Foreign Policy Blogs

The cost of telling the story

Today has been a difficult day.

In the world of human rights, we often talk of the need to bear witness. This is why organizations like the UN, Human Rights Watch, Amnesty International and others send investigators and analysts to distant lands to record and document possible abuses that may be occurring there. However many of us rely on the media – be it mainstream, citizen-based, or something in between – to tell us the stories and show us the pictures we should be paying attention to. Through them, we gain the tools to bear witness ourselves.

The people who bring us these stories often do so at great risk to themselves. Nowhere else is this more true than in war zones where every excursion in the field could be their last. This is the reality journalists in war zones choose to bear in order to give voices and faces to those who have no other means to tell their stories and to give the rest of the world a view into their humanity. The journalist’s role in this cycle is crucial, and one that we all take for granted.

That is until days like today.

While reporting in Misrata, the last rebel-held city in Western Libya, four Western journalists came under mortar attack. Tim Hetherington died shortly thereafter while a colleague, Chris Hondros, died later in the day from extensive head wounds caused by the attack. Both were critically-acclaimed photojournalists with extensive experience covering the horrors of war from Liberia to Afghanistan. Two other photojournalists injured in the attack, Chris Brown and Guy Martin, are reported to be recovering from their wounds in Misrata.

These two men were the vanguard of their profession, internationally recognized and acclaimed with Academy Award and Pulitzer Prize nominations. Their lives and careers could probably not be any farther away than the life of Khalid Ahmed Alghirani, a Libyan citizen-journalist reporting via Twitter from the mountain city of Zintan through the group OperationLibyia. Yet that difference did not stop these men from the same fate as word also came today that Alghirani died of a chest wound he received the day before from forces loyal to Colonel Gaddafi. As the only English speaking member of OperationLibyia he understood, right up to the end, his role in letting the world know what was transpiring in Zintan. The twitter feed of OperationLibyia is now entirely in Arabic, another harsh reminder for us Anglophones of what happens when brave voices are silenced.

It remains entirely unclear what the future holds for Libya as every hypothesis offered by well meaning analysts seems to be debunked within days. But it is clear that right now, Libya is a country in serious pain. For those of us watching, reading, and listening to every scrap of information coming out of the country, days like today are especially painful as they represent not only more death and suffering, but of the silencing of voices that need to be heard. While their deaths should not be any more painful than the others killed in this conflict, many of us on the outside have experienced this conflict so far through their eyes. That perspective shifts the view of what their deaths mean, and also the ethics of what bearing witness should mean. They are deaths which, for better or for worse, will stay with many of us for a long time to come.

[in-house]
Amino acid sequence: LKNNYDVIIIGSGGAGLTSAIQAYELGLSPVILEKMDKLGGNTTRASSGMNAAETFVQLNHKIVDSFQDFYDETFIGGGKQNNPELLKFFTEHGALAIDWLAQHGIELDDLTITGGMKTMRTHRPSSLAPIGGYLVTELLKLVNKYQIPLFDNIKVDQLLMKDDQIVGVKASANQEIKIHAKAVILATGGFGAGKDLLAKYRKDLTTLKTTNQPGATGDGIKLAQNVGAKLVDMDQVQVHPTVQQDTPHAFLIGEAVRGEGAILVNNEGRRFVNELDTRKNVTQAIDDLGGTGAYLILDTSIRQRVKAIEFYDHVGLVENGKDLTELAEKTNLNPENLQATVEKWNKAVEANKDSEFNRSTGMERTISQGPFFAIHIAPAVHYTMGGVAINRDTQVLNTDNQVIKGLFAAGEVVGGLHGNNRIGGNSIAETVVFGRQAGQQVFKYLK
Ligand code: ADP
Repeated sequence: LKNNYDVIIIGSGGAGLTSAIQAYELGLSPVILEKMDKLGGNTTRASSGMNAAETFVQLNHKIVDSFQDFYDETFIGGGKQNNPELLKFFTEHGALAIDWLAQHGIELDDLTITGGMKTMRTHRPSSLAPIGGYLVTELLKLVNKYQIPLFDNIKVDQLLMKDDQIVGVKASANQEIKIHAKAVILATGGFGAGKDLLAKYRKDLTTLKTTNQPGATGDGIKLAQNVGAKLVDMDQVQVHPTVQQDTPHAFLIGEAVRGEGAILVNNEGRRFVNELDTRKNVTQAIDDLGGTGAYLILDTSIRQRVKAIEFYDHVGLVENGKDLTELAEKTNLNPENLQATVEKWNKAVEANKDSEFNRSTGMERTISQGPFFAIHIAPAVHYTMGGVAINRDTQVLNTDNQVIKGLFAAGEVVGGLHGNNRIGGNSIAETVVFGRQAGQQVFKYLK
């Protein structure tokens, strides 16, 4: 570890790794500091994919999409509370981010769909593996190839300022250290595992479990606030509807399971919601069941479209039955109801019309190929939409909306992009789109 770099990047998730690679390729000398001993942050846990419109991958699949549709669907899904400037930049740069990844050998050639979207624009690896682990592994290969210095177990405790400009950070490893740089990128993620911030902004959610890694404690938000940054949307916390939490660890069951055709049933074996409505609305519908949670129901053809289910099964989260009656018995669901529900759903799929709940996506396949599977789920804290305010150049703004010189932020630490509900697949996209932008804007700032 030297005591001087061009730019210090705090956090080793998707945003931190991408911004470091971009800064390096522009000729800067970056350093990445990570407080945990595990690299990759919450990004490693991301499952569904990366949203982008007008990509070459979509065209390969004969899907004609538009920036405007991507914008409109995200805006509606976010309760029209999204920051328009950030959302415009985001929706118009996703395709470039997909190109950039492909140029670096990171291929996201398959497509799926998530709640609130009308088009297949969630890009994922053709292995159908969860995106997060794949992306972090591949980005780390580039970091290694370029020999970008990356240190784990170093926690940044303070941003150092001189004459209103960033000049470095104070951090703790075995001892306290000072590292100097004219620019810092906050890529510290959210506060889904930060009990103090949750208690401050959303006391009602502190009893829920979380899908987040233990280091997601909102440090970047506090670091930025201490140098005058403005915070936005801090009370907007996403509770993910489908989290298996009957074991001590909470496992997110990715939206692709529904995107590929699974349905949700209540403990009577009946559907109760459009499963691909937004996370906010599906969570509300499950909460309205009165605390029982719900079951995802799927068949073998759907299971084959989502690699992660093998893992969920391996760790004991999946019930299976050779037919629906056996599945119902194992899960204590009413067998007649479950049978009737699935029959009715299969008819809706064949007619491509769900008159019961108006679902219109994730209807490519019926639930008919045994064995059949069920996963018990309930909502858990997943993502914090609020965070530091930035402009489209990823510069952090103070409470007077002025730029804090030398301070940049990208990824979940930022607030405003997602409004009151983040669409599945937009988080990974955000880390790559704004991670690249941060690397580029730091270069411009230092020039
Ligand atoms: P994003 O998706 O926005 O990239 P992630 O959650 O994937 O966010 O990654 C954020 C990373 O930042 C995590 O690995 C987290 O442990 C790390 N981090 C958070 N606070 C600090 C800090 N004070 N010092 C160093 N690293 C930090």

Days after the uprising broke out in Eastern Libya, a man named Mohammed Nabbous took to LiveStream to tell the world what was happening in Benghazi. “I am not afraid to die, I am afraid to lose the battle,” he proclaimed. He then bypassed government internet controls and founded Libya Alhurra TV in order to broadcast news out of Libya during the uprising. Yet a month after his internet debut, he was shot in the head by snipers while trying to investigate reports of government attacks in Benghazi. His pregnant wife Perdita reported the news in a heartbreaking audio clip on Libya Alhurra that still haunts me a month later.

That too was a difficult day. But despite the personal pain she must be going through, Perdita and the Libya Alhurra team have continued her husband’s work in reporting the news of the uprising via LiveStream. And in that, I will take some comfort as those who tyrants would silence can never be silenced easily or completely.

That is the legacy they have, but in doing so, they also pass responsibility onto us. Merely bearing witness is important but will never be enough; it is what we do with that information and how we empower others with it that matters. The last tweet Hetherington sent the day before his death reported, “In besieged Libyan city of Misrata. Indiscriminate shelling by Qaddafi forces. No sign of NATO.”

As the families of these courageous men prepare to put their loved ones to rest, it is now on us to honor them as well. After all, as journalists they did their part, and now it is time to do ours.



Kimberly J. Curtis

Kimberly Curtis has a Master's degree in International Affairs and a Juris Doctor from American University in Washington, DC. She is a co-founder of The Women's Empowerment Institute of Cameroon and has worked for human rights organizations in Rwanda and the United States. You can follow her on Twitter at @curtiskj

Areas of Focus: Transitional justice; Women's rights; Africa